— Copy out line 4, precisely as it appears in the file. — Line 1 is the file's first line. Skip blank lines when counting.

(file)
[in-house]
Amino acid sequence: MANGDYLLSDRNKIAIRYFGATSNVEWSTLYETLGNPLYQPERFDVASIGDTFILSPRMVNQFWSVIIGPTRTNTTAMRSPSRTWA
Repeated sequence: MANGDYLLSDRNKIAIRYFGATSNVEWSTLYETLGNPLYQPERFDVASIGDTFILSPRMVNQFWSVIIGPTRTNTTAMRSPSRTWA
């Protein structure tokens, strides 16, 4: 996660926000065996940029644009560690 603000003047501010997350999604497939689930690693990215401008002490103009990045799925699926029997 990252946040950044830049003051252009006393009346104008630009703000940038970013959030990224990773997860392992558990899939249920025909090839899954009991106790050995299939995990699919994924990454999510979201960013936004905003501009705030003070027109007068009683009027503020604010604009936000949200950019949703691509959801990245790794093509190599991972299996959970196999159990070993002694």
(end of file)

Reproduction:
């Protein structure tokens, strides 16, 4: 996660926000065996940029644009560690 603000003047501010997350999604497939689930690693990215401008002490103009990045799925699926029997 990252946040950044830049003051252009006393009346104008630009703000940038970013959030990224990773997860392992558990899939249920025909090839899954009991106790050995299939995990699919994924990454999510979201960013936004905003501009705030003070027109007068009683009027503020604010604009936000949200950019949703691509959801990245790794093509190599991972299996959970196999159990070993002694």